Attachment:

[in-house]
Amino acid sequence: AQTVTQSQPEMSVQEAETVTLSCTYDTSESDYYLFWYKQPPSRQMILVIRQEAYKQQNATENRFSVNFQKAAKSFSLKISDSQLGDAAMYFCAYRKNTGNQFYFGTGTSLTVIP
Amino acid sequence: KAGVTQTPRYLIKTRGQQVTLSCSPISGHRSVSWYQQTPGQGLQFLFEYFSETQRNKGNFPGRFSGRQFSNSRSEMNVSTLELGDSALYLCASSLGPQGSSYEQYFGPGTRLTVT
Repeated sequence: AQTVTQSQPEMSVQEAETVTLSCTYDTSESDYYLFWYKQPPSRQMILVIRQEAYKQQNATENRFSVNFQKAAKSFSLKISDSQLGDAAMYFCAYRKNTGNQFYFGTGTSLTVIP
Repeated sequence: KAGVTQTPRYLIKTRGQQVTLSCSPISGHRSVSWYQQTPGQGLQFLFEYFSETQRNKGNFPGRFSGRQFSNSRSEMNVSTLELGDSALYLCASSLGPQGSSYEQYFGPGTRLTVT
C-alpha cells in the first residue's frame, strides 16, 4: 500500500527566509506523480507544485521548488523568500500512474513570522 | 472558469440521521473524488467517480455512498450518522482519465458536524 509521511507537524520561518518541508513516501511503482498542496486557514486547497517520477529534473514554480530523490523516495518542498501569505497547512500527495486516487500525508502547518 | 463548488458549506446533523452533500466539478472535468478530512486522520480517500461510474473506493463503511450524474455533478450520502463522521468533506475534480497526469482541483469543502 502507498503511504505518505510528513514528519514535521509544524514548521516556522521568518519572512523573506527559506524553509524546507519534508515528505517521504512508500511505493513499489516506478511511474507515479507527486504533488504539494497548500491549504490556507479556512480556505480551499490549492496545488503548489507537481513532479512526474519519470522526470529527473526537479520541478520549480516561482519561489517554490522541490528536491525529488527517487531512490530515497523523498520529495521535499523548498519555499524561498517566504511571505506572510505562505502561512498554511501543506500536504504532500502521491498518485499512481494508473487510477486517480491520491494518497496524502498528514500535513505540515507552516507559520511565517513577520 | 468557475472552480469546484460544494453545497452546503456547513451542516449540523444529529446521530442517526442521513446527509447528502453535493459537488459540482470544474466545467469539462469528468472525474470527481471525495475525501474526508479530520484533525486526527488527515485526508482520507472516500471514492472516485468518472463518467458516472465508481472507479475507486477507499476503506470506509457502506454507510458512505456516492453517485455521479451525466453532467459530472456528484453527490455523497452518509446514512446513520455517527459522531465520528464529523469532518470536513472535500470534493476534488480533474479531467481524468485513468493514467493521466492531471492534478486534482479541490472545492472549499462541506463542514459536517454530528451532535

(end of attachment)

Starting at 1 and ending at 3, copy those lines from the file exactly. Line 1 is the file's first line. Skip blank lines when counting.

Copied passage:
[in-house]
Amino acid sequence: AQTVTQSQPEMSVQEAETVTLSCTYDTSESDYYLFWYKQPPSRQMILVIRQEAYKQQNATENRFSVNFQKAAKSFSLKISDSQLGDAAMYFCAYRKNTGNQFYFGTGTSLTVIP
Amino acid sequence: KAGVTQTPRYLIKTRGQQVTLSCSPISGHRSVSWYQQTPGQGLQFLFEYFSETQRNKGNFPGRFSGRQFSNSRSEMNVSTLELGDSALYLCASSLGPQGSSYEQYFGPGTRLTVT